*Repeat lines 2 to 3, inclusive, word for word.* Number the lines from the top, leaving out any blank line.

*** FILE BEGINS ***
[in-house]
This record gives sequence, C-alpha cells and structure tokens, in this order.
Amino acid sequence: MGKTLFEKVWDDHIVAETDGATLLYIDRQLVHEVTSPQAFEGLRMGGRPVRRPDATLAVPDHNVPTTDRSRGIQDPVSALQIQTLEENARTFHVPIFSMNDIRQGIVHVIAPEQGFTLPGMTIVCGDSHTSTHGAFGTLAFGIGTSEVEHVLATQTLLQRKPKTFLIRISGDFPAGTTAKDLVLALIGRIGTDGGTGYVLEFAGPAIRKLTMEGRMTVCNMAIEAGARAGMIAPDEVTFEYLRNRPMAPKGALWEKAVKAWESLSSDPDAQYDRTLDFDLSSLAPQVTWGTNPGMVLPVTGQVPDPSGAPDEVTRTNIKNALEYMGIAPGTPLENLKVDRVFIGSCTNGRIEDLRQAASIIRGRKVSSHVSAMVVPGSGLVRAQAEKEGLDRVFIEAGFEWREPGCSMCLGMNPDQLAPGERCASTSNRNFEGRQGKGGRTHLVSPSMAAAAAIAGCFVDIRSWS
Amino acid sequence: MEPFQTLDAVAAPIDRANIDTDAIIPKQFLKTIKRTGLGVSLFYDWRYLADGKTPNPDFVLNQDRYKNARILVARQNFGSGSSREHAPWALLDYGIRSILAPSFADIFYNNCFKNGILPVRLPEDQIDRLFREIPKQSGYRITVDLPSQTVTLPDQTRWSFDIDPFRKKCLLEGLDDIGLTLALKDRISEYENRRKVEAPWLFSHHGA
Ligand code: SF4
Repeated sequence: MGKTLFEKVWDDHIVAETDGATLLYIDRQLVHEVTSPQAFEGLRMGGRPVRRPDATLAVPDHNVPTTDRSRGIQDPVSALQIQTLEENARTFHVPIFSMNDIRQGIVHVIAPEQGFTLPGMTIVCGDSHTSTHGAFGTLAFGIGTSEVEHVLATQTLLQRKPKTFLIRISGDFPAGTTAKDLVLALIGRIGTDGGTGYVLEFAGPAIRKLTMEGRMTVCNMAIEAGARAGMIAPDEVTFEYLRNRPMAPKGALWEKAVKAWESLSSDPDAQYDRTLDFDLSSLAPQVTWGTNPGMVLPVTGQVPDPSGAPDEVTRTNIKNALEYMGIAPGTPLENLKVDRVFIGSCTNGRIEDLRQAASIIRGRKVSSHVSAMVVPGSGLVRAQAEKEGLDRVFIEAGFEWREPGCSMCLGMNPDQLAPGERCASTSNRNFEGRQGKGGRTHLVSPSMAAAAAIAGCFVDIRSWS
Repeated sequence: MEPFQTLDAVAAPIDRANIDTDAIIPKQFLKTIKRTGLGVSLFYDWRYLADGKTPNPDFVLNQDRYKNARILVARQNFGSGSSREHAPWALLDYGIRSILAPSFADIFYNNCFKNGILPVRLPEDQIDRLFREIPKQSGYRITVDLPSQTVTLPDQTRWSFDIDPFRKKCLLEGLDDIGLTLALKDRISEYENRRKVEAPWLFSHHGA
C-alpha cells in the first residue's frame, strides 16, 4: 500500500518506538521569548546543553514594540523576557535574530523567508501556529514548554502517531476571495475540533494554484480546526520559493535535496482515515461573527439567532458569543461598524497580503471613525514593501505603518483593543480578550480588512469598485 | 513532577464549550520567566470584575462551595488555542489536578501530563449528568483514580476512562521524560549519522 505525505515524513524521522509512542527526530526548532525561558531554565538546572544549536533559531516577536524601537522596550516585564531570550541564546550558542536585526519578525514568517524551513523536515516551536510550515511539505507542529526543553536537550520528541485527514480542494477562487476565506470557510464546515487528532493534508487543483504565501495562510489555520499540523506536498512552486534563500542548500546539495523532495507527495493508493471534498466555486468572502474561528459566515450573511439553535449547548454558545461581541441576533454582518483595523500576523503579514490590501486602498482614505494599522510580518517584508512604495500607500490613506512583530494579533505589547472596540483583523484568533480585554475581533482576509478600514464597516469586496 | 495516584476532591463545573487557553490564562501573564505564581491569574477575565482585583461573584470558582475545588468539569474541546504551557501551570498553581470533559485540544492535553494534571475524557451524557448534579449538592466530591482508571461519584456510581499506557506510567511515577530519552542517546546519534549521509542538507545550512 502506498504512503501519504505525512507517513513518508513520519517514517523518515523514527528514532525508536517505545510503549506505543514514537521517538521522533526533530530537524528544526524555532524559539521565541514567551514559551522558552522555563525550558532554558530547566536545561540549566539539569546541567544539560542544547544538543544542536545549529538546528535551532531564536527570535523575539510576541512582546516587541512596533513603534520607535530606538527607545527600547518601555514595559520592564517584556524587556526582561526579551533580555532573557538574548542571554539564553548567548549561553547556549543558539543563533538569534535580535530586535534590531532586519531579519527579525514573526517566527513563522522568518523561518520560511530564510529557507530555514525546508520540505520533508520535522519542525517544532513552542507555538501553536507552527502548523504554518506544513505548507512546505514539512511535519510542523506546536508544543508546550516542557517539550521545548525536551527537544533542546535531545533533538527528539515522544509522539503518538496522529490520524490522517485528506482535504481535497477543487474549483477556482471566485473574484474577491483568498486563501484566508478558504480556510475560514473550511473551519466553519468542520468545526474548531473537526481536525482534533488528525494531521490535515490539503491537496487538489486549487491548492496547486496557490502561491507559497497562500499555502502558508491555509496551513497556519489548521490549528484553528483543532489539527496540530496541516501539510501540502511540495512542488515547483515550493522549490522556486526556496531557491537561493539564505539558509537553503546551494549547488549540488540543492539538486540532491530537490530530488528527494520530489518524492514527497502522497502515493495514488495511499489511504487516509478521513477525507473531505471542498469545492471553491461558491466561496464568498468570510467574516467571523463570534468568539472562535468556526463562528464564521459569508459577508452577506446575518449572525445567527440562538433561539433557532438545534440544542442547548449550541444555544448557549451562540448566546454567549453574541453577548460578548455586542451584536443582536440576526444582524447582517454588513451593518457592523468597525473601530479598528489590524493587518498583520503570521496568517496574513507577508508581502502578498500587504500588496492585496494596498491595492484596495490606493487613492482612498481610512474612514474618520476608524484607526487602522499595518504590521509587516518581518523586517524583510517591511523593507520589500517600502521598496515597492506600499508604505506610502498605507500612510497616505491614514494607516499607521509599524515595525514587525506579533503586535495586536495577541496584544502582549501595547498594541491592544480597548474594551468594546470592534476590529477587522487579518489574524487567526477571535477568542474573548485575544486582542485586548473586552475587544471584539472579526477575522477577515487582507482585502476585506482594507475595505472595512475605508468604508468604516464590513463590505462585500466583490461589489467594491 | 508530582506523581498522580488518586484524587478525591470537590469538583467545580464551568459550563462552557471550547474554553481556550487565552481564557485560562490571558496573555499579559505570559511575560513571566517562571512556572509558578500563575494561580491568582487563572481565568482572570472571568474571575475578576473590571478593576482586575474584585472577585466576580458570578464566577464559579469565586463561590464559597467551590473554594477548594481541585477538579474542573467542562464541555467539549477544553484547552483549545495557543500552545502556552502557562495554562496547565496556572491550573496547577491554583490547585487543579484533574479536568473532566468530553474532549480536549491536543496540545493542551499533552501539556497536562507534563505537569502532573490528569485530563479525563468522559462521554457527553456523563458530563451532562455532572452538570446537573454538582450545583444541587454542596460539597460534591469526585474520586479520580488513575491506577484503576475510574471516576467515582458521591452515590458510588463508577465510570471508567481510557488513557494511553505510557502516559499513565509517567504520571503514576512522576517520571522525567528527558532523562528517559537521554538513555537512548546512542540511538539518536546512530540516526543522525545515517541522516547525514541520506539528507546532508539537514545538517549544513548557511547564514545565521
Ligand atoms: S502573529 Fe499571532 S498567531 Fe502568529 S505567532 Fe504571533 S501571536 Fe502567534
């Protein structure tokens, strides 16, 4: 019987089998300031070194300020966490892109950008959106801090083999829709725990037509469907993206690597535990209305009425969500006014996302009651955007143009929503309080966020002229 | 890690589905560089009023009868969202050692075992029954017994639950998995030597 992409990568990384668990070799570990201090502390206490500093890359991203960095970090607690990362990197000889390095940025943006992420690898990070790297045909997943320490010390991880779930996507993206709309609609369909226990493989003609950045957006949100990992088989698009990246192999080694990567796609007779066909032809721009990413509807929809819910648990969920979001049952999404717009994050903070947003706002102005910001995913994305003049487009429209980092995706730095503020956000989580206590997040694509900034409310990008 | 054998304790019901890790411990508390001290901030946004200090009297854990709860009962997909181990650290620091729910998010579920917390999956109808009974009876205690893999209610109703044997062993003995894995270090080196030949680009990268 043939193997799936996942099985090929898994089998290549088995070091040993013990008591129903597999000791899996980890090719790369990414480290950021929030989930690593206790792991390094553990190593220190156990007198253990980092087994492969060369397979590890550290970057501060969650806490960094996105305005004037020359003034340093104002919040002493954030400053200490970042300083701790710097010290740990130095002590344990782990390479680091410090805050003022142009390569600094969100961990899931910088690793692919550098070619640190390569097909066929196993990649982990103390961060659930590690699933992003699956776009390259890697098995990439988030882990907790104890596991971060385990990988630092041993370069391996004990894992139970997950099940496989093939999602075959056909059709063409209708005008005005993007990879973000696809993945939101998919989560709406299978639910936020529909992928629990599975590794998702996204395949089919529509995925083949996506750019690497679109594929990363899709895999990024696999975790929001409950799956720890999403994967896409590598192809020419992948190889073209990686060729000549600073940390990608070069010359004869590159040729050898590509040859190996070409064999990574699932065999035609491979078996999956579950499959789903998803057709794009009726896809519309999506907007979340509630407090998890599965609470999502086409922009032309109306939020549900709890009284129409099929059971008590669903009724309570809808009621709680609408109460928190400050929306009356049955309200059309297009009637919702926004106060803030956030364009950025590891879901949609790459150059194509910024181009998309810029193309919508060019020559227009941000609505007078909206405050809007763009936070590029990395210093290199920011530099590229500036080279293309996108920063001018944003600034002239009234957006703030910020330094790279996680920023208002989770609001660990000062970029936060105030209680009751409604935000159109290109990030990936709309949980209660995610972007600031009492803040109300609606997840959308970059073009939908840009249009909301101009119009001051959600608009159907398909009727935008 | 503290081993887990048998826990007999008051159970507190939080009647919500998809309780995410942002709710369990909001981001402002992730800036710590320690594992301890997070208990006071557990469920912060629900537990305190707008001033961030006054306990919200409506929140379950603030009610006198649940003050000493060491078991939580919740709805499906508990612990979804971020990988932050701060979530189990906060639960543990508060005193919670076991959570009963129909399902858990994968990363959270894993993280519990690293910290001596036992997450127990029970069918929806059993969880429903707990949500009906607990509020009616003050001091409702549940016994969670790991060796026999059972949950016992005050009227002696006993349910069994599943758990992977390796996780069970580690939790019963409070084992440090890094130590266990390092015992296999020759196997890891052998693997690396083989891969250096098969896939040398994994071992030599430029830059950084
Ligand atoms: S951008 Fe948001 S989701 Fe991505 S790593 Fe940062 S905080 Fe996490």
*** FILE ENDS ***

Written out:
This record gives sequence, C-alpha cells and structure tokens, in this order.
Amino acid sequence: MGKTLFEKVWDDHIVAETDGATLLYIDRQLVHEVTSPQAFEGLRMGGRPVRRPDATLAVPDHNVPTTDRSRGIQDPVSALQIQTLEENARTFHVPIFSMNDIRQGIVHVIAPEQGFTLPGMTIVCGDSHTSTHGAFGTLAFGIGTSEVEHVLATQTLLQRKPKTFLIRISGDFPAGTTAKDLVLALIGRIGTDGGTGYVLEFAGPAIRKLTMEGRMTVCNMAIEAGARAGMIAPDEVTFEYLRNRPMAPKGALWEKAVKAWESLSSDPDAQYDRTLDFDLSSLAPQVTWGTNPGMVLPVTGQVPDPSGAPDEVTRTNIKNALEYMGIAPGTPLENLKVDRVFIGSCTNGRIEDLRQAASIIRGRKVSSHVSAMVVPGSGLVRAQAEKEGLDRVFIEAGFEWREPGCSMCLGMNPDQLAPGERCASTSNRNFEGRQGKGGRTHLVSPSMAAAAAIAGCFVDIRSWS